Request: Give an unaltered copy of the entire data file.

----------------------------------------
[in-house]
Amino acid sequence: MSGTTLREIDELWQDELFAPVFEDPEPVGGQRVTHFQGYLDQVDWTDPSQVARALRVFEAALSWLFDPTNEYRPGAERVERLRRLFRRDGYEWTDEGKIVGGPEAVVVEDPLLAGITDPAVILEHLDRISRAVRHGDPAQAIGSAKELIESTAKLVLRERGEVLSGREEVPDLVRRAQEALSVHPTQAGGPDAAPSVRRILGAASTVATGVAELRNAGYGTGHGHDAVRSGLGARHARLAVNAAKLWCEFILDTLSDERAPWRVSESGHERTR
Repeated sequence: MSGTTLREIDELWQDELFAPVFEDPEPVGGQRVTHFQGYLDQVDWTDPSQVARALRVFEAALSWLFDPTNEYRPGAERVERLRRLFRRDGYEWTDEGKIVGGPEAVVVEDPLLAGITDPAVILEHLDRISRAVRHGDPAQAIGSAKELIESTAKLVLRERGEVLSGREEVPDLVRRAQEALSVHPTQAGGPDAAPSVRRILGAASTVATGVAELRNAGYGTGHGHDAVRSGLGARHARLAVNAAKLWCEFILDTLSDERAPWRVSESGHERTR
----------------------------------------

[in-house]
Amino acid sequence: MSGTTLREIDELWQDELFAPVFEDPEPVGGQRVTHFQGYLDQVDWTDPSQVARALRVFEAALSWLFDPTNEYRPGAERVERLRRLFRRDGYEWTDEGKIVGGPEAVVVEDPLLAGITDPAVILEHLDRISRAVRHGDPAQAIGSAKELIESTAKLVLRERGEVLSGREEVPDLVRRAQEALSVHPTQAGGPDAAPSVRRILGAASTVATGVAELRNAGYGTGHGHDAVRSGLGARHARLAVNAAKLWCEFILDTLSDERAPWRVSESGHERTR
Repeated sequence: MSGTTLREIDELWQDELFAPVFEDPEPVGGQRVTHFQGYLDQVDWTDPSQVARALRVFEAALSWLFDPTNEYRPGAERVERLRRLFRRDGYEWTDEGKIVGGPEAVVVEDPLLAGITDPAVILEHLDRISRAVRHGDPAQAIGSAKELIESTAKLVLRERGEVLSGREEVPDLVRRAQEALSVHPTQAGGPDAAPSVRRILGAASTVATGVAELRNAGYGTGHGHDAVRSGLGARHARLAVNAAKLWCEFILDTLSDERAPWRVSESGHERTR